All leftist movements in the world, by their very nature, represent the vast majority of people and if they are doing a good job of educating the people and winning popular support—which must come before any revolution can be successful—they will not need to rely on kidnapping as a tactic, but can overcome with their numbers. I suspect the FARC leadership is more interested in making money from kidnapping than making any political gains.

MC

7 July 2008

On “1968: The general strike and student revolt in France”

The articles proved of great help to me. In reading Focault, I came across the students’ strike in France. The information was sketchy. These articles will correct the perspective. Thanks,

SJ

Udaipur, India

7 July 2008

On “Britain: SATs school tests criticised by official report”

Thompson and Slattery’s article on British schools being overwhelmed by the testing industry is another example of how in education the testing medium has become the message. In New York City, Mayor Bloomberg, who bills himself as the “education mayor,” is crowing over the latest increases in test scores. Of course he ignores that while this should be expected given the incredible time and effort now devoted to teaching specifically for the tests, dropout rates remain horrifically high.

Given the facts in your article, it is not coincidental that the New York City Schools Chancellor Joel Klein, who like Bloomberg had had no educational experience, had hired Sir Michael Barber of McKinsey & Company, an efficiency expert who advised former British Prime Minister Tony Blair.

The testing serves to further the agenda for a corporate elite of which Bloomberg and Klein are in the top ranks. They want to introduce as much privatization as they can to weaken the public school system by way of outsourcing, consultants, charter schools and vouchers for private schooling.

Like the No Child Left Behind Act for the United States, they have put the focus on excessive testing and teaching to the test that takes away the creativity and fun of learning and teaching. This only serves to continue the high dropout rate, which they cover up with manipulated test scores that do not even show any changes for most students that are of real significance for critical thinking.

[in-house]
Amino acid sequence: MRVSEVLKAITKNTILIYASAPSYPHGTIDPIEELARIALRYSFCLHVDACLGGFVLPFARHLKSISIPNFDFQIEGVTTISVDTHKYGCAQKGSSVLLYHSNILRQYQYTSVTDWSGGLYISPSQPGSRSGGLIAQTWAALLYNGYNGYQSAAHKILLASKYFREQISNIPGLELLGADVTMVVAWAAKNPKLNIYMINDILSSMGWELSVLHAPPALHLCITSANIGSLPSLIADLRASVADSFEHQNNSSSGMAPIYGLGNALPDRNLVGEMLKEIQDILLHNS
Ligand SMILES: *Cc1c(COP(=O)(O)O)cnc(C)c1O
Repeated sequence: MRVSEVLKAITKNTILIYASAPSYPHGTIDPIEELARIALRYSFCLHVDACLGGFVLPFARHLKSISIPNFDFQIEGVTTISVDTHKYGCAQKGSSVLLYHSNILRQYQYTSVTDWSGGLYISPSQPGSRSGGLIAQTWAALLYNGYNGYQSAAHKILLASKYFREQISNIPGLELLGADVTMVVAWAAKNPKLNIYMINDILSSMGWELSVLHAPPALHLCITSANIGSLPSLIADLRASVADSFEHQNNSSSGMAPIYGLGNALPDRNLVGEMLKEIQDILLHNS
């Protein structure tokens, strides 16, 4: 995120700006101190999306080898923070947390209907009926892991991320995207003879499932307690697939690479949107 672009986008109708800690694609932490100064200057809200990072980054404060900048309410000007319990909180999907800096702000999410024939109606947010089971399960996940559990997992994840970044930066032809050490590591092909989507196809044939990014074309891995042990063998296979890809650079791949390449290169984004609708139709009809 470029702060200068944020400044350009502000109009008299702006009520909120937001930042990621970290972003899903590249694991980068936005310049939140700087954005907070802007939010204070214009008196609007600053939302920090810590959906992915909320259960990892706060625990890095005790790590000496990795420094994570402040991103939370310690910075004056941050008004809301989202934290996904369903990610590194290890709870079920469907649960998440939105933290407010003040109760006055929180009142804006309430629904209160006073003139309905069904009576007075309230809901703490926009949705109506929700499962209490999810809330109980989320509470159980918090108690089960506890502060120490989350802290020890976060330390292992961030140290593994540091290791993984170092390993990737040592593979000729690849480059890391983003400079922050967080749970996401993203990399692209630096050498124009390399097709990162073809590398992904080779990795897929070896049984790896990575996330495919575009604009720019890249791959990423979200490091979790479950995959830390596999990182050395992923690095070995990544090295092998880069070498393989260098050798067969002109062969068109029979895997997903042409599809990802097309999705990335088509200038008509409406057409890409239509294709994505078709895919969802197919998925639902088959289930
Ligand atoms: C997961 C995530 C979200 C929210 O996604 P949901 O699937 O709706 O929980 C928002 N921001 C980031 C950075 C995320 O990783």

At the same time they cover themselves by giving school principals more control so they can put the blame on individual schools and administrators, as they take away funding with one hand that they claim to be increasing with the other.

They destroyed the community school boards and left parents greatly distanced. When they introduced leaving students behind in third (and later fifth and eight) grade and two representatives on the advisory panel appointed by the Mayor voted against this plan, he fired them and replaced them with less independent-minded lackeys. Last year the parent organizations refused to go to jointly lobby the New York State legislature with the Mayor and organized their own on another date to be able to raise their own concerns, such as for smaller class sizes.

Bloomberg/Klein have undermined education, and basic rights won by teachers—with the help of the teachers’ union. This points the way to the need for a socialist leadership.

HL

New York

7 July 2008

On “US: Mentally ill woman left to die in hospital waiting room”

This kind of event occurs every day, not only in the US, but wherever the poor are denied the dignity of decent health care. And, as you point out, staff in (not only) public health care facilities are demoralized by the conditions they have to work under. The author also brings up the fact that the public is now conditioned to be non-empathetic (television plays a big role here) and to view sufferers as being responsible for their own suffering. It goes together with an atrophy of understanding of the role environment, upbringing and economic conditions play in influencing a person’s mental health, including the workers who behaved so callously. I think it will probably take real economic catastrophe to bring people out of their present state of denial (although some health care workers do whisper to each other). On the other hand, police-state repression may be perfected by then to the point that people do not speak to each other out of fear, rather than denial.

KV

British Columbia, Canada

6 July 2008